Sometimes a bird house comes into existence practically by itself. Or at least from the help of a woodpecker or two. When my husband had to cut down a dead section of a large tree, I didn’t allow it to go into the burn pile. This tree had several holes in it caused by woodpeckers. I figured that with just a little tweaking I could turn that tree trunk into a bird house!
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I’ve made small log birdhouses before with birch or pine logs. This would be a similar feat – just at a bigger scale. The tree that was cut was pretty close to our fire pit area. Since we sit out there quite a bit, I wanted to keep the tree trunk close. In fact, I had my husband just lean the cut section next to it’s other half. It’s a heavy tree and sits real secure like that.
This was definitely one of my easier projects. All I had to do was fashion a roof and then a perch for each of the six woodpecker holes. The result is a tree trunk bird house that is subtle but with a little touch of whimsy.
Tree Trunk Bird House Idea
The very first thing that my bird house needed was a roof to really make it look like a home. I had my husband do this part since I don’t trust myself handling a power saw – especially over my head. Luckily, my husband loves cutting wood and I love dictating.
I just had him make two angled cuts so that I had a point at the top of the trunk.
It’s a little hard to tell from this picture what the angled cuts look like. I didn’t want it to be the same size angle on each side. Because the holes on the tree are not straight up and down, I wanted the roof to be a little off kilter as well. So, one side has a shorter cut than the other. Unfortunately, I seem to have lost my close up picture of the cuts.
Making The Roof
Now that the cuts were made I could finish the rest on my own. Basically, this just meant coming up with roofing material and perches.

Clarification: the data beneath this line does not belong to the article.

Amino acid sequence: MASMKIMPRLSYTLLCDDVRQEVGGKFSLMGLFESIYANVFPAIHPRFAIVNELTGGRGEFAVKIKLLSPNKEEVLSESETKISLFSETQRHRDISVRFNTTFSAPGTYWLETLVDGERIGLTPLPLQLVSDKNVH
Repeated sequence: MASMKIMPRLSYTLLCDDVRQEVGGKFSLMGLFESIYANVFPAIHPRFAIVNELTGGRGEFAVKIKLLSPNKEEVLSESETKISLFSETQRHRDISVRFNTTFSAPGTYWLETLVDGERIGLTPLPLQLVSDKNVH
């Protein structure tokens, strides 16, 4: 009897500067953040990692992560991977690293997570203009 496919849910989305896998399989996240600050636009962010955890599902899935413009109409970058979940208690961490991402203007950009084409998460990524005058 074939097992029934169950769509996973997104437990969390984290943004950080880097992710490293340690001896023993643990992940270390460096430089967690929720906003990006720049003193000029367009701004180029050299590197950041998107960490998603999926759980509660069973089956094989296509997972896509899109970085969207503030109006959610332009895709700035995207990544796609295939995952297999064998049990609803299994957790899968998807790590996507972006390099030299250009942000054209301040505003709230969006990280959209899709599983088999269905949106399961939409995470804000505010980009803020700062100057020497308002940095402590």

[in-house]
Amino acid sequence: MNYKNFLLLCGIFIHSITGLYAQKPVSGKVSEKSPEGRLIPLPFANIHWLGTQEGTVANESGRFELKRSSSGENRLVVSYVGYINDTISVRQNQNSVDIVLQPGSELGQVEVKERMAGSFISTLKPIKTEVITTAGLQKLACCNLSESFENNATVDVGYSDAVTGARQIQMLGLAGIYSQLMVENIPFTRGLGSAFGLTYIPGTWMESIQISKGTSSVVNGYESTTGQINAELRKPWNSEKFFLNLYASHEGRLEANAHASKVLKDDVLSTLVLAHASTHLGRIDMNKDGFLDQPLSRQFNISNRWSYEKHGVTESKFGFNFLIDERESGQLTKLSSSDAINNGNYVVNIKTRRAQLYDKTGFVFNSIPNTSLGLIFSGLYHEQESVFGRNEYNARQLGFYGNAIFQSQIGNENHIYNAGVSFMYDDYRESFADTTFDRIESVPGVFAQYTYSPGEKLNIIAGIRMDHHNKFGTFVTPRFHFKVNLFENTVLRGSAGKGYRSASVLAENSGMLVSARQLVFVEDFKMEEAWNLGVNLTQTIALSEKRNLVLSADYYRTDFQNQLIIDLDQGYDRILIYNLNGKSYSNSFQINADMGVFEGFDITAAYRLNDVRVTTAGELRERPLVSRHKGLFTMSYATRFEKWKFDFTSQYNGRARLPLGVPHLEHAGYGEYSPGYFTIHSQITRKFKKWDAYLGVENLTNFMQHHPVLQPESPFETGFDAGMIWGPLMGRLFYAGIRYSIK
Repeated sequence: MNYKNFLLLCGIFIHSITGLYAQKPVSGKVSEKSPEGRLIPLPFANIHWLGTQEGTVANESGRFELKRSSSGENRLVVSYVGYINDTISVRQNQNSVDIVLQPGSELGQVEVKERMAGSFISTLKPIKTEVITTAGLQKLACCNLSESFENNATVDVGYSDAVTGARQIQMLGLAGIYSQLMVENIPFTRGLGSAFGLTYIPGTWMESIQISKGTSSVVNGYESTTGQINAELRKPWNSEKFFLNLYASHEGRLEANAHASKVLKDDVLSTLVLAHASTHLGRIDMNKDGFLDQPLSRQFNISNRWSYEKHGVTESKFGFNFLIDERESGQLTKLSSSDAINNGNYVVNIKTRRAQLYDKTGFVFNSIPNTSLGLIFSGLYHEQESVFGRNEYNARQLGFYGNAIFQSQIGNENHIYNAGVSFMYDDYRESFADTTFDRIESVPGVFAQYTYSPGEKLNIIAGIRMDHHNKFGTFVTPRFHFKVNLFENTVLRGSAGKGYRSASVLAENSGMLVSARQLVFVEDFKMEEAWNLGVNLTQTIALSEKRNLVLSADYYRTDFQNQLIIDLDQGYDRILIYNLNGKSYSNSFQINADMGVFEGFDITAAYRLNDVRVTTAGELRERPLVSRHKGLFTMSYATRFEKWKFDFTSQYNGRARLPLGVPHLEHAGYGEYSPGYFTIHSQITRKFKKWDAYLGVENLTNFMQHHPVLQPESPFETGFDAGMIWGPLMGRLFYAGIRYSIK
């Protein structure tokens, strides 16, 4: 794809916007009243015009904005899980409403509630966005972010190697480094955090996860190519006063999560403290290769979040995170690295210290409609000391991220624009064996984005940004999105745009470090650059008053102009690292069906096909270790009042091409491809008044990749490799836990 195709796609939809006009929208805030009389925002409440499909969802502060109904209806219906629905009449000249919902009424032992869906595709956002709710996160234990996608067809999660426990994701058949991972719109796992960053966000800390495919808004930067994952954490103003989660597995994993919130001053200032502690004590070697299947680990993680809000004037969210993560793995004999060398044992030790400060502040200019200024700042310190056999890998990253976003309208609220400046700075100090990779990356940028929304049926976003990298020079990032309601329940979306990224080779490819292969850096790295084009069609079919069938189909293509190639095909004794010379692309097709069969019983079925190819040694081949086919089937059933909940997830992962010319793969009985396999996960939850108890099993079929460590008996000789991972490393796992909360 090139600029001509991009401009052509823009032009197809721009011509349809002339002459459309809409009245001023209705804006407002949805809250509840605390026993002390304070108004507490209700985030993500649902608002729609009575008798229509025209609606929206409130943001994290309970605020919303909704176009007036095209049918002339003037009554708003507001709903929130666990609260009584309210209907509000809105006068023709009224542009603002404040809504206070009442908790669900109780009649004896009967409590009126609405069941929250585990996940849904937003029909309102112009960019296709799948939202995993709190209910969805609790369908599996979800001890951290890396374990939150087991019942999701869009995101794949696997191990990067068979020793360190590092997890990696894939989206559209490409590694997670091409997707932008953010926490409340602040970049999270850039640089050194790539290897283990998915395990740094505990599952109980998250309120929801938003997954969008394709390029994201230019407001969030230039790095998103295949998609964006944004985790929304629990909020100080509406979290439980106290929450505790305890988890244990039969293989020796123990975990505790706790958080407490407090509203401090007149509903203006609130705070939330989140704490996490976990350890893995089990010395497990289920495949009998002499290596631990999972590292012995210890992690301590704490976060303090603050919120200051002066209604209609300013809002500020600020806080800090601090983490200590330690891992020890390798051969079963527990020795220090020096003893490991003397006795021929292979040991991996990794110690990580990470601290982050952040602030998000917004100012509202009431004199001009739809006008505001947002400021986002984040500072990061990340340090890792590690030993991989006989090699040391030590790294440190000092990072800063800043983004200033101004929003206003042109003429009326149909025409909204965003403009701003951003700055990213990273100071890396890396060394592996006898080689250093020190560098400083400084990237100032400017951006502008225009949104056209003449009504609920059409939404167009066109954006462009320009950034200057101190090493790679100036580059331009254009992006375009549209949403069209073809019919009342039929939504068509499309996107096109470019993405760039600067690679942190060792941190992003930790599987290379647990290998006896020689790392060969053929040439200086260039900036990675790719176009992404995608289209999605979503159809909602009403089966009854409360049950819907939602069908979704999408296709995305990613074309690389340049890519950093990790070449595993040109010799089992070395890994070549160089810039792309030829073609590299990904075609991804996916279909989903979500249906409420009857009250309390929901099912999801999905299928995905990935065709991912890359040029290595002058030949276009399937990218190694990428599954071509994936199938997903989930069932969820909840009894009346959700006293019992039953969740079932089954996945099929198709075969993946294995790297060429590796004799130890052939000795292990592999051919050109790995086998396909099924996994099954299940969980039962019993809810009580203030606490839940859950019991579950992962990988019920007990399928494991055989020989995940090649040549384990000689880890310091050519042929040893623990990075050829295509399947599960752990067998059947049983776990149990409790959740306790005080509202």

I’m amazed at how many times I can exactly what I need from our garage or my craft room stash. For the roof, I found a sheet of thin steel that was leftover from one of my husband’s welding projects. It was actually the perfect size to fit as a roof. I just needed to bend it at the point mark.
The steel sheet was thin enough to be able to bend but couldn’t be done strictly by hand. To get a nice clean bend, I laid the steel across a sawhorse and topped it with a 2×4. Then, I clamped the 2×4 down and used a hammer to make a nice crease.
At this point it was ready to install onto my bird house. All I did was coat the tree point with E6000 glue. I have had such good luck with this glue, both inside and outside, that I knew it would hold the roof in place. The trickiest part was keeping the metal in place while the glue dried.
I came up with a very non technical way to do this. Once again, I found what I needed in the garage. I used two trailer straps. By hooking the tops of the straps to the top of the roof, I could hold the roof somewhat in place. I only need to add some weight to the other ends of the straps. For this, I simply wrapped a brick around each of the other ends.
Creating The Perches
A bird house doesn’t look complete until it has one or more perches for a bird to land on. In my case, I needed six perches to go under the six holes. Luckily, I found just what I needed in my craft room. I have a collection of old cabinet knobs that ended up being the perfect whimsical solution. The variety of colors and textures that I had provided enough interest. I did paint a couple of my wooden knobs to give the perches more color.
A couple of the knobs already had holes going straight through them. The rest were wooden knobs that I could screw through easily, starting at the outer surface. All of the knobs were screwed directly into the tree. You can’t get easier than that!
Finished Tree Trunk Bird House
I placed a pot of flowers on top of the stump to add a little more color and definition.
I love the subtleness of the birdhouse in the woods. You almost have to look twice to realize that it is there.